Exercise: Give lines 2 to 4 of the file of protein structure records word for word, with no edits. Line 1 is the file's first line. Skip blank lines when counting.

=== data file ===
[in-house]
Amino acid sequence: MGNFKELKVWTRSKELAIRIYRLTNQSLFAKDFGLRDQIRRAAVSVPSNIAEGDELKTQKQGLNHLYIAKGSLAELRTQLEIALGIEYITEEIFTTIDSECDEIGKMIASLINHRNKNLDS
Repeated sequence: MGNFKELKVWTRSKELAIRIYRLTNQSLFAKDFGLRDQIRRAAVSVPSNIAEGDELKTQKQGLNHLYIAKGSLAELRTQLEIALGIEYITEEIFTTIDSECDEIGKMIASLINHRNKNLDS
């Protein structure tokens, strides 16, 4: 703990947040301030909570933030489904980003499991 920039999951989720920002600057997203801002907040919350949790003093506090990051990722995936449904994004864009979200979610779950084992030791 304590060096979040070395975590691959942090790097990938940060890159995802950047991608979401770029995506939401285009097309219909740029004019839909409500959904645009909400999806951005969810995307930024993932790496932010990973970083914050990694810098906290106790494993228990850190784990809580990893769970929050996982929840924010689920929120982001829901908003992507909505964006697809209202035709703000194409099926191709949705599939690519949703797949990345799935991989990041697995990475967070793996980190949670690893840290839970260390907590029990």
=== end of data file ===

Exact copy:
Amino acid sequence: MGNFKELKVWTRSKELAIRIYRLTNQSLFAKDFGLRDQIRRAAVSVPSNIAEGDELKTQKQGLNHLYIAKGSLAELRTQLEIALGIEYITEEIFTTIDSECDEIGKMIASLINHRNKNLDS
Repeated sequence: MGNFKELKVWTRSKELAIRIYRLTNQSLFAKDFGLRDQIRRAAVSVPSNIAEGDELKTQKQGLNHLYIAKGSLAELRTQLEIALGIEYITEEIFTTIDSECDEIGKMIASLINHRNKNLDS
């Protein structure tokens, strides 16, 4: 703990947040301030909570933030489904980003499991 920039999951989720920002600057997203801002907040919350949790003093506090990051990722995936449904994004864009979200979610779950084992030791 304590060096979040070395975590691959942090790097990938940060890159995802950047991608979401770029995506939401285009097309219909740029004019839909409500959904645009909400999806951005969810995307930024993932790496932010990973970083914050990694810098906290106790494993228990850190784990809580990893769970929050996982929840924010689920929120982001829901908003992507909505964006697809209202035709703000194409099926191709949705599939690519949703797949990345799935991989990041697995990475967070793996980190949670690893840290839970260390907590029990």